In today’s rapidly changing landscape, the urgency for Australian retailers to prioritise privacy and data protection cannot be overstated. Failure to act not only exposes them to regulatory penalties and cyber risks but also puts their entire existence at stake.

Research supports this grim tale, revealing that losing consumer trust costs brands upwards of AU$3.78 trillion per year. And when it comes to security breaches, the Australian government is coming down hard with maximum penalties set at AU$50 million or 30 per cent of the company’s Australian turnover in the breach turnover period.

The cost of lost consumer trust, both financially and reputationally, serves as a stark reminder that in today’s landscape, safeguarding privacy is not only a legal obligation but also a critical aspect of long-term success. Considering a worrisome 11 per cent of brands say they have a clear path to preparing for this sweeping change, according to recent Arktic Fox research, that means nearly 90 per cent are left woefully unprepared.

The urgency for retailers to act now on privacy

The privacy problem is nothing new. In fact, Australia’s Privacy Act was put into action back in 1988. So why the urgency now? Well, there are at least three main forces at play here, namely:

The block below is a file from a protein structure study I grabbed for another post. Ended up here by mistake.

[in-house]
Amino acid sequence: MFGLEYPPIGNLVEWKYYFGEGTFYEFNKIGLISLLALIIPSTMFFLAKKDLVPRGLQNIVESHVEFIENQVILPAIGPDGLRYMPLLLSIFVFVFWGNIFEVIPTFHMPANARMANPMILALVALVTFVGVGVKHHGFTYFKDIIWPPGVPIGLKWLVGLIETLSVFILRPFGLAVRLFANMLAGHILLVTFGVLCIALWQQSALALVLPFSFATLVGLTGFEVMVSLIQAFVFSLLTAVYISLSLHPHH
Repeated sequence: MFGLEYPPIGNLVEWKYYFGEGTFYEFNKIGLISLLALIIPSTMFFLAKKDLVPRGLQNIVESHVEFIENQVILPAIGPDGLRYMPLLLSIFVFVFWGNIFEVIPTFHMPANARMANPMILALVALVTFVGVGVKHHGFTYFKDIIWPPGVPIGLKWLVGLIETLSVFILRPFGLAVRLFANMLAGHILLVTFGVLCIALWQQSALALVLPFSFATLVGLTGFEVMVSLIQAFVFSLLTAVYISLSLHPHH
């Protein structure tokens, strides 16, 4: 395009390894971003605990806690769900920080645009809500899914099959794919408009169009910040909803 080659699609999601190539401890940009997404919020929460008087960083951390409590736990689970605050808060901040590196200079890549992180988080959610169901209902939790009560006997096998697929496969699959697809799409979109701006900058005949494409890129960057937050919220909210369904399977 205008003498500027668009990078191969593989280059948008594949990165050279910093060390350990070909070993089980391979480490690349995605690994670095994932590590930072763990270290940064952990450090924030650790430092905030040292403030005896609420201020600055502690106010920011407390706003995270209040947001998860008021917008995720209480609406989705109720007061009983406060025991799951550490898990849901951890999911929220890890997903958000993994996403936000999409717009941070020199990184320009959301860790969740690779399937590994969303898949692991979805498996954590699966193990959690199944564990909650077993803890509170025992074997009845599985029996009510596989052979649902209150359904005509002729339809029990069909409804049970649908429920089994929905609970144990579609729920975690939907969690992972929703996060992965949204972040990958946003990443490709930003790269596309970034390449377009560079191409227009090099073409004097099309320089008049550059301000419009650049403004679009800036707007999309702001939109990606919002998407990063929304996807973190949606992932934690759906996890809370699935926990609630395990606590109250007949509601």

• Global pressures: From the EU General Data Protection Regulation (GDPR) to the California Consumer Privacy Act (CCPA), more than 120 countries around the globe have established privacy and security regulations that protect residents’ data privacy and security. This sparked the review for Australia’s Privacy Act review, which aims to better align Australia’s laws with global standards of information privacy protection and properly protect Australians’ privacy.
  • Major cyber breaches: High-profile data breaches, such as those experienced by Optus and Medibank, have significantly heightened people’s awareness of cyber security. And the continuous media coverage of these incidents serves to further reinforce their concerns and perceptions.